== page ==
California Western School of Law has launched an incubator law office for attorneys in solo or small firm practice. The Access to Law Initiative is modeled after the Community Resource Legal Network at CUNY School of Law, and is being run by a visiting professor from the New York law school.
Thomas Jefferson School of Law, also located in downtown San Diego, announced a similar incubator program in May. It is also working with CUNY Law School to create its program. Both programs are designed to help new graduates garner experience, while providing free and low-cost legal services to the San Diego community.
CUNY’s Professor Fred Rooney, who developed the first incubator for attorneys in 2007, has teamed up with Thomas Jefferson School of Law’s Professor Luz Herrera, a national leader in the access to justice movement to create the joint incubator program.
“First, like all business incubators, ours aims to assist our graduates to develop successful businesses in our case, small solo practices," said Rooney. " Second, we help our graduates become successful social entrepreneurs who contribute to improving access to justice while enabling them to make a living. The law school provides a low cost working environment, training, and mentoring, and in exchange, the new lawyers commit to give back to the community through pro-bono and low-bono work for underserved clients. Over the course of about a year, incubator lawyers build confidence along with their client base and leave the incubator. Hopefully, they take with them both the business acumen to run a successful practice and a sense of social responsibility that will encourage them to continue to serve their community.”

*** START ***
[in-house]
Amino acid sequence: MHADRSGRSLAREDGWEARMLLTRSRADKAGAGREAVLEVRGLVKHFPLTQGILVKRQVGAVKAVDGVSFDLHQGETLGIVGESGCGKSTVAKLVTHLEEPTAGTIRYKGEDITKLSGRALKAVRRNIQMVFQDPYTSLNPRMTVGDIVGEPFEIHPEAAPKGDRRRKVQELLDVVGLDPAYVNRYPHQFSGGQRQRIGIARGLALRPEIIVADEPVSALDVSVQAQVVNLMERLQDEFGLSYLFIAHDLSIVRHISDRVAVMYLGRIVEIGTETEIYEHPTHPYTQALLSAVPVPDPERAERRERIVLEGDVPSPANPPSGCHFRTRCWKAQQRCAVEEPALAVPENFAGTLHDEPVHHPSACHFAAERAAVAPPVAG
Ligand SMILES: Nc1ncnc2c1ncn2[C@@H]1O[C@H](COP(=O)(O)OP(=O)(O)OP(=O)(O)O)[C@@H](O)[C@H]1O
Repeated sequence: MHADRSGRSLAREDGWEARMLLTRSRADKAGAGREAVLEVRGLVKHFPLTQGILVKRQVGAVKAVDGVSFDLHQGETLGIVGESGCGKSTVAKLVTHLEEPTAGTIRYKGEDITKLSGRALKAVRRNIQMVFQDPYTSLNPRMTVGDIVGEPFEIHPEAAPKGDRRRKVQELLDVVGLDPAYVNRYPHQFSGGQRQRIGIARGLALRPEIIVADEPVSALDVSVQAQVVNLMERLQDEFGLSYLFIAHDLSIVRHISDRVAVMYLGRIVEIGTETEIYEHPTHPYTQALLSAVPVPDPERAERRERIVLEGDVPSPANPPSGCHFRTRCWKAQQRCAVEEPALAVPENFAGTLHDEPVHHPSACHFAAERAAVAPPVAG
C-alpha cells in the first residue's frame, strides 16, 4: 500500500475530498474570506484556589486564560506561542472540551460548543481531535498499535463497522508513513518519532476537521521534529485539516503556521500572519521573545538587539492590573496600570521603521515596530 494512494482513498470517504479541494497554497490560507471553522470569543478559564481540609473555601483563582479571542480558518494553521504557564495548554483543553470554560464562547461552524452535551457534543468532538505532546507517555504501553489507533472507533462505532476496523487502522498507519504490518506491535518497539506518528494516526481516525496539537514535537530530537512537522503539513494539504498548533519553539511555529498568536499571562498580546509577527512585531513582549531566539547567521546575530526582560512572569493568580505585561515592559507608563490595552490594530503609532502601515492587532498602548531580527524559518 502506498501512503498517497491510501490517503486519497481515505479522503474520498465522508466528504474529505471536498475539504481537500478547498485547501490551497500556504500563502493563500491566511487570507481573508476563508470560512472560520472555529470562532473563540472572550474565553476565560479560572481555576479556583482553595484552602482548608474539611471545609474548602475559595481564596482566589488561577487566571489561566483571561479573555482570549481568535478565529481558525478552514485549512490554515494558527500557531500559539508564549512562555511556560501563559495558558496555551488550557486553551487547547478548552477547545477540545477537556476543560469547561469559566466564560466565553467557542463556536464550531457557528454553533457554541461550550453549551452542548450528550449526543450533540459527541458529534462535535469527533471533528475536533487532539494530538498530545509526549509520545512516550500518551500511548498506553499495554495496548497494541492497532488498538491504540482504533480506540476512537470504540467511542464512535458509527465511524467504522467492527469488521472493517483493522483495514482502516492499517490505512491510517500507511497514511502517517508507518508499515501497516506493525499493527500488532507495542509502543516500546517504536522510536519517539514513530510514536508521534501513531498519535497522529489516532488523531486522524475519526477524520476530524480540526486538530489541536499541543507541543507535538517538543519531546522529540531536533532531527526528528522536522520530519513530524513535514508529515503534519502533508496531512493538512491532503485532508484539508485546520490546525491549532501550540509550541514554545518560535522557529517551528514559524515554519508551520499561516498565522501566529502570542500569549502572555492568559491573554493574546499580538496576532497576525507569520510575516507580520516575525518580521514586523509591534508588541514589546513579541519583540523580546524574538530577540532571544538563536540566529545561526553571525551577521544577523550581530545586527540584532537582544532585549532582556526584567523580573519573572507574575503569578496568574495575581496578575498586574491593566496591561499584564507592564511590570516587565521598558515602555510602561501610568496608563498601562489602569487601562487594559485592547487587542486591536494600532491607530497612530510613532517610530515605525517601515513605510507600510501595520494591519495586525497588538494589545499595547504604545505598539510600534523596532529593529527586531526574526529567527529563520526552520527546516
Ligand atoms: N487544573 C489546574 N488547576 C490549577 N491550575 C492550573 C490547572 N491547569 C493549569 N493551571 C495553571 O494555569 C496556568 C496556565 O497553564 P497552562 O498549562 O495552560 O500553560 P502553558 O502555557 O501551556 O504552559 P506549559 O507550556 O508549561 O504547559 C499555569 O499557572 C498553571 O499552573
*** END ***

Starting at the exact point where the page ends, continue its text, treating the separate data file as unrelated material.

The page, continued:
California Western's incubator law office is located in downtown San Diego and houses eight attorneys who each operate their own practice and pledge to provide at least 100 hours per year of pro bono, public service, and “sliding scale fee” legal service. The Access to Law Initiative provides the attorneys with mentoring and networking opportunities, in addition to office space.
“The program follows the adage, ‘doing well by doing good,’” said Robert Seibel, the program’s director and a visiting professor form CUNY Law. “The expectation is that lawyers who serve the underserved will gain experience and make contacts that will lead to an economically viable practice, while making a difference in the lives of their community.”
Both programs would meet proposed requirements by the State Bar of California, which is considering whether to impose a practical skills training requirement on lawyers applying for admission.
“With [other] academic programs, California Western is already among law schools taking the lead in a combined focus on the academic and practical requirements of the law,” said Joseph Dunn, the program’s executive director. “The Access to Law Initiative extends that preparation into the first years of practice, offering mentoring and learning opportunities to solo practitioners that will prove helpful throughout their careers.”